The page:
Ammonia Quality Standards
In 2013 the EPA updated their ammonia standards on ambient water quality criteria. Ammonia (NH3) itself is a toxic substance used in household cleaners, laboratories, and in over 2/3’s of overall fertilizer production in the United States. The toxicity of this compound is interesting seeing as it is fairly harmless to mammals that possess the urea cycle (a cycle that converts ammonia to a much less toxic form of uric acid) but aquatic animals don’t possess this and are therefore in great danger from any exposure to ammonia causing birth defects and infertility in species of fish and mollusks. So the EPA must set standards for water quality.
There were prior standards that had been created in hopes of bringing down pollution in waters to a level where not only human exposure wouldn’t be harmful but that of the aquatic creatures as well. The prior standards for water quality set in 1999 were made to cover all aquatic species and include the recognition of variance in pH and temperature, it’s effect on ammonia concentration and in turn those variable effects on aquatic life. Though much more thorough than the standards set in the 1980’s, the standards set in 1999 neglected the sensitivity to mussel species concerning ammonia levels.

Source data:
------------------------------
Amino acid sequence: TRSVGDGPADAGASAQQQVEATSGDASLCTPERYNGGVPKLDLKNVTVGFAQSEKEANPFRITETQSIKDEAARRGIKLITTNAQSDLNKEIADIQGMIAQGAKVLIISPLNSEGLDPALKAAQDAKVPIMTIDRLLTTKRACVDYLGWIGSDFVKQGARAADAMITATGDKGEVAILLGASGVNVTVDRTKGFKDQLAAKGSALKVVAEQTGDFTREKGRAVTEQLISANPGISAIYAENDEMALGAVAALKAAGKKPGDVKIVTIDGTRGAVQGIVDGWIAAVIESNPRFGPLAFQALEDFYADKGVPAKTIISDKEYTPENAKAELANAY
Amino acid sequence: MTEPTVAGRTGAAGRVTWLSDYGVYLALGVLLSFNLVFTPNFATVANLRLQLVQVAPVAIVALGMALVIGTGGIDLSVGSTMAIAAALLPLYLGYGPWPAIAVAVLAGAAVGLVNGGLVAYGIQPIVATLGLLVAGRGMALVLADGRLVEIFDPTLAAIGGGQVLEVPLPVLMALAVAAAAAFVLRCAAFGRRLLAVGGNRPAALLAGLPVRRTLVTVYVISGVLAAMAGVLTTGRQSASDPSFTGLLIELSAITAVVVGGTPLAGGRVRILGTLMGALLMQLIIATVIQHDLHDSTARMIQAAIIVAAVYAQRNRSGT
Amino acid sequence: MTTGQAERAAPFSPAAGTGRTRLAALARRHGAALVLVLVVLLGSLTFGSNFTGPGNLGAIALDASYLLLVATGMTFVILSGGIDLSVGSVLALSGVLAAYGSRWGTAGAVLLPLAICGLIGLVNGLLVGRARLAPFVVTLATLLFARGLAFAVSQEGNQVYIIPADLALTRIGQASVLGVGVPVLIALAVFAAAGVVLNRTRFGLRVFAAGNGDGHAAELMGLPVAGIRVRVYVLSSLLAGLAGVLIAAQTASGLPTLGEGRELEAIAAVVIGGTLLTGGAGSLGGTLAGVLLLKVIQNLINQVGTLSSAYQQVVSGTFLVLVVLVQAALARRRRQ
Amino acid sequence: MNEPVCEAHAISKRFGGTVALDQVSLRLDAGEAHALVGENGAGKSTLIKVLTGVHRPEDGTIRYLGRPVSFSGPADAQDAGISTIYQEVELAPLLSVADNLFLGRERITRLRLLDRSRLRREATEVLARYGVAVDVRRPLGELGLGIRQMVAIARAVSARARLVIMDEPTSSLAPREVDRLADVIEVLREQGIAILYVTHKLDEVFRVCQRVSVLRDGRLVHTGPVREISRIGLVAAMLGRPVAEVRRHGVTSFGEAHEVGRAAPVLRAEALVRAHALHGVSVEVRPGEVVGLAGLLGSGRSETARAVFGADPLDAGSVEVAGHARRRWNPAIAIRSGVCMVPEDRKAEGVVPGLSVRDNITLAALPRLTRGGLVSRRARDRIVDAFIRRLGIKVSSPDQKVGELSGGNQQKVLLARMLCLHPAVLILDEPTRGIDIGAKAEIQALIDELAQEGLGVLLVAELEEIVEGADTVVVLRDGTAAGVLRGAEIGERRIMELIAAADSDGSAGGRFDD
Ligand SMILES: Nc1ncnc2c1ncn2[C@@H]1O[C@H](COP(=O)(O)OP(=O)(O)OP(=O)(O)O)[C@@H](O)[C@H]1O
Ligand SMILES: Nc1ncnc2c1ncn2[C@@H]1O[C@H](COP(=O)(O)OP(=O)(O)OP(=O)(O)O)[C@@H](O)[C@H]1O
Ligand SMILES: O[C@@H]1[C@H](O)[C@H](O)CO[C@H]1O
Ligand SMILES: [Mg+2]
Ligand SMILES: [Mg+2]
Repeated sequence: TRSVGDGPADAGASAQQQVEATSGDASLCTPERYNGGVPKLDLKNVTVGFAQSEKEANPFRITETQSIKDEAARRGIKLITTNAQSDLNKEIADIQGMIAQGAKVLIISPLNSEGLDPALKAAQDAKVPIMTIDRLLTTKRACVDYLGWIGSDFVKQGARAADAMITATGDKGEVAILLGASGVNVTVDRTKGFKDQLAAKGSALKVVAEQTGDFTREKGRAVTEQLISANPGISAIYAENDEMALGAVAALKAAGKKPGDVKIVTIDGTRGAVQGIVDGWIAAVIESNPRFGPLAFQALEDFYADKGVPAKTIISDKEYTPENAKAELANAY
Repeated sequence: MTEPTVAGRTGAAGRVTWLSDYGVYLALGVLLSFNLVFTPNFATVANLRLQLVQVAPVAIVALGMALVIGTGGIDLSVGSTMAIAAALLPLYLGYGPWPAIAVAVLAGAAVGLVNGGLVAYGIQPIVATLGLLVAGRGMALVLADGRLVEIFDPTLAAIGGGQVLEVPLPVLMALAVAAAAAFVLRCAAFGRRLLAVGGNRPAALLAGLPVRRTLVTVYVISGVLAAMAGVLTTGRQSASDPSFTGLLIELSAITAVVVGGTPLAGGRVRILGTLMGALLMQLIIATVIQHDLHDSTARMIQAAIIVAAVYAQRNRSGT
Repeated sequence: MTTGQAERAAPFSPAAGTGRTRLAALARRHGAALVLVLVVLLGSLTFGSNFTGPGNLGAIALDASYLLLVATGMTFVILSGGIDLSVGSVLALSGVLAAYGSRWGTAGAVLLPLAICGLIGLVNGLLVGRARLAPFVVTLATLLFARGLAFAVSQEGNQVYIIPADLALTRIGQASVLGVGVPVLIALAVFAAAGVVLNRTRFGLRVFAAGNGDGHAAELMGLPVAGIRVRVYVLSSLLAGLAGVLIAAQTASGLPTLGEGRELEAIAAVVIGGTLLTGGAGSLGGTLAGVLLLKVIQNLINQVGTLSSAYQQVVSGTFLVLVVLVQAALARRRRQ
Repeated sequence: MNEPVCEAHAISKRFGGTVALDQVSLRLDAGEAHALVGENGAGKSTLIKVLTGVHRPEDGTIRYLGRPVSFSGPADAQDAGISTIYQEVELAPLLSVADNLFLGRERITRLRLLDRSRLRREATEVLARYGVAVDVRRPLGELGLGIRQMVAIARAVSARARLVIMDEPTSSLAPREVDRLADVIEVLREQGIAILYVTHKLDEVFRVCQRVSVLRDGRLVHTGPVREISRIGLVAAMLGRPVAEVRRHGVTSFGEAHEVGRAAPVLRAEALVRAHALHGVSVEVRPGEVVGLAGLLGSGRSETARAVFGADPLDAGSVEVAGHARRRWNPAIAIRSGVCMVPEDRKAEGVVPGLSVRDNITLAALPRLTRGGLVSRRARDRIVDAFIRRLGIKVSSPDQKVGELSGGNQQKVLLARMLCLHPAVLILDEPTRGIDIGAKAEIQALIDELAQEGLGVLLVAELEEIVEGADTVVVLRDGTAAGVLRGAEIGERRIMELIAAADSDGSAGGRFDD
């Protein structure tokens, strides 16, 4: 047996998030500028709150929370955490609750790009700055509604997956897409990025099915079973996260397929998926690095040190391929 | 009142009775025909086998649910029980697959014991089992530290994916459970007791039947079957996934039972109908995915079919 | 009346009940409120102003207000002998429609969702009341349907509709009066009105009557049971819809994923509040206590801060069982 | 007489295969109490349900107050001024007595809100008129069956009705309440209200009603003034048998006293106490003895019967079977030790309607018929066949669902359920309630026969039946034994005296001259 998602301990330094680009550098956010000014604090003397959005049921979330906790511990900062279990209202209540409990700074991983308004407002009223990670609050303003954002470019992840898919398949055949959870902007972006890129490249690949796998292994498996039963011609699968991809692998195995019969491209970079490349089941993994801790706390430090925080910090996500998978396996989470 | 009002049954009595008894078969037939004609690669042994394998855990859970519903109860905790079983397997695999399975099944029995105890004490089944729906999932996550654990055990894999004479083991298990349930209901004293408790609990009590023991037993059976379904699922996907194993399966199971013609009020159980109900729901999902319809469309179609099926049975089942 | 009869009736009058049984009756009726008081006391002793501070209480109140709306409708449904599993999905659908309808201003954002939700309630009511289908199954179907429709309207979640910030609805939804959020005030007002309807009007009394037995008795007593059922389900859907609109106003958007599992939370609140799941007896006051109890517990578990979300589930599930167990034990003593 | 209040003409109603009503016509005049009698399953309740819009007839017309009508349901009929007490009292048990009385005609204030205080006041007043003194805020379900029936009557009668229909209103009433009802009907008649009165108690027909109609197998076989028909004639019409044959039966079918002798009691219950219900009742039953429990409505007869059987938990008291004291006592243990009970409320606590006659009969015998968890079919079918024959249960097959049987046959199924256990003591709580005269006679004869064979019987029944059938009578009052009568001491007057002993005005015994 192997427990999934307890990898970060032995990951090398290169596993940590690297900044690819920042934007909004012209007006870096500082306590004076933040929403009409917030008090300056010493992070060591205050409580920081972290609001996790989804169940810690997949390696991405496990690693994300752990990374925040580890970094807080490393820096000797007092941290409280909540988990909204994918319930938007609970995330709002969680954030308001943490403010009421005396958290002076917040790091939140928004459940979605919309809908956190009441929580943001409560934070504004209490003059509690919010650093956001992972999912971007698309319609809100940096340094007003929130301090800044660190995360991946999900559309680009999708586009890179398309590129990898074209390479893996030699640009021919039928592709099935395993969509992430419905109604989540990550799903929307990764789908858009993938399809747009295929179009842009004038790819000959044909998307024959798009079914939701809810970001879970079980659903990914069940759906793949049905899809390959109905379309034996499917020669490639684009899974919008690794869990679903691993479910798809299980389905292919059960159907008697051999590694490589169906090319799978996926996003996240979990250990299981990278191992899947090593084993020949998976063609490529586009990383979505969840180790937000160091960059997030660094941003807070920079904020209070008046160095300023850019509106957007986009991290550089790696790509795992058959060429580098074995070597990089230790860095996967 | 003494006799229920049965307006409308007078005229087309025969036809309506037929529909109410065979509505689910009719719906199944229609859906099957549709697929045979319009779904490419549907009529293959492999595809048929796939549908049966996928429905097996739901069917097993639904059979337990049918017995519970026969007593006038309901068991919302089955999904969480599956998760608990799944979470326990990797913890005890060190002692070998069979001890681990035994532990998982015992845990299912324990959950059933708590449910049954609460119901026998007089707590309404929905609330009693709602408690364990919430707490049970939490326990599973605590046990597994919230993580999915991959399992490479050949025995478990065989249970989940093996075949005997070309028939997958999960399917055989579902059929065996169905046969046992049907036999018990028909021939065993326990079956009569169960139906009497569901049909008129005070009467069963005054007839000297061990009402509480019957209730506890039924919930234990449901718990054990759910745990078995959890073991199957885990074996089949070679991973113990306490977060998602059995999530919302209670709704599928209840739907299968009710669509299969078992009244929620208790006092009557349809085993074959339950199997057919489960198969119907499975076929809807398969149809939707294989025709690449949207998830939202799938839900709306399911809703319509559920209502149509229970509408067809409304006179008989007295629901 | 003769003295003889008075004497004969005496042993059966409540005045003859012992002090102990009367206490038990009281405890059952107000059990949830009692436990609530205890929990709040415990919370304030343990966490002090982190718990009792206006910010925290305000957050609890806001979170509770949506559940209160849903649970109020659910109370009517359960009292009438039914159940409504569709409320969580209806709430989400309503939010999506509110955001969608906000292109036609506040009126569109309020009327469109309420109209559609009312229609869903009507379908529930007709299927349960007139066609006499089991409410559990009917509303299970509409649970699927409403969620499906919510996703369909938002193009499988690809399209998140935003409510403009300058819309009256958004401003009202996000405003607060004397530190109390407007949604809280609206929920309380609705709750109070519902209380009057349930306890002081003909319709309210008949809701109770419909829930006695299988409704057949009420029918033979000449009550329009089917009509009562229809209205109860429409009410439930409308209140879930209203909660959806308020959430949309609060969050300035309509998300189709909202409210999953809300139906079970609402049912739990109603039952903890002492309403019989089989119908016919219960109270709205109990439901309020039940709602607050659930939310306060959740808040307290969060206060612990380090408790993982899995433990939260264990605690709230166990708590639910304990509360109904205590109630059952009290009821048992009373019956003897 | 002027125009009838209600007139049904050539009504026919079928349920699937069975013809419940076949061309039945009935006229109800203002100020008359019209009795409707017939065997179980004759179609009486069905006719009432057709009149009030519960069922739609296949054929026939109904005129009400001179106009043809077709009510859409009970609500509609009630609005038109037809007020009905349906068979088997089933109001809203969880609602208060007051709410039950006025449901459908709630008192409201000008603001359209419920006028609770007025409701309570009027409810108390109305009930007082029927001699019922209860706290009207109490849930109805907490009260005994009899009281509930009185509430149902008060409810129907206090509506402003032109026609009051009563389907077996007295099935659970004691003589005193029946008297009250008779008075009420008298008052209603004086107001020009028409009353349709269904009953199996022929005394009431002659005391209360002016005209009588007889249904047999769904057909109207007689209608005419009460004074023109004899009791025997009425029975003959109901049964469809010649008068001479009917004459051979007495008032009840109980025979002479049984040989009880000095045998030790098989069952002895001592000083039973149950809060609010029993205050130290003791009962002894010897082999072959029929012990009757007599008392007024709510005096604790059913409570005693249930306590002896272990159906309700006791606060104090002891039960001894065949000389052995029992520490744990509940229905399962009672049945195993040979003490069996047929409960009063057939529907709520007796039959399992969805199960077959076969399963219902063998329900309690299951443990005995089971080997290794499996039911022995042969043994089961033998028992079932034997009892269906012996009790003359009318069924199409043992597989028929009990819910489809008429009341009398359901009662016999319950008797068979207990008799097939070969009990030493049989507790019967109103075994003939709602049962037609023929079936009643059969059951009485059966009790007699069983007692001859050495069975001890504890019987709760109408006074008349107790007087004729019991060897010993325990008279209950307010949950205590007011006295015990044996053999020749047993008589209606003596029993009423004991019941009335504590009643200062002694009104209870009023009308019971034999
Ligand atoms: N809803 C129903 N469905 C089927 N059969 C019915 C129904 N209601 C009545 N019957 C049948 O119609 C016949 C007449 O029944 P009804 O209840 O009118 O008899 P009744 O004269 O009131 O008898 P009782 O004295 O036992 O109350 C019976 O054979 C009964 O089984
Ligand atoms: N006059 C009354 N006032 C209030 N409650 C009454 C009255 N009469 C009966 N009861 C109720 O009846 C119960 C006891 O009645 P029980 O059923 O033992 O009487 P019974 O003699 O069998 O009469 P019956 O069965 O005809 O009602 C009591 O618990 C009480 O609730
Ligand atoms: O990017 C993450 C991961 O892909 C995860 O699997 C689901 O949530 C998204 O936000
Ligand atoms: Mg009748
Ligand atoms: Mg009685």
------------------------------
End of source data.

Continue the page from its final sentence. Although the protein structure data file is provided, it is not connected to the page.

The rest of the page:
Mussels play a key role in an aquatic ecosystem and act as a filter as they feed. During their feeding process they filter through phytoplankton, fungi, and bacteria also excreting nutrients into the water. Ammonia comes in two different water soluble forms, ionized (NH4+) and un-ionized (NH3) the latter of the two being very toxic to aquatic life. The risk of this toxicity is the responsibility of the EPA to set standards and enforce them. To do so they must compile scientific data on individual species with controls and a variable.
There are two ways that data can be expressed concerning toxicity, acute and chronic. Acute toxicity is an exposure over a short period of time with very sharp...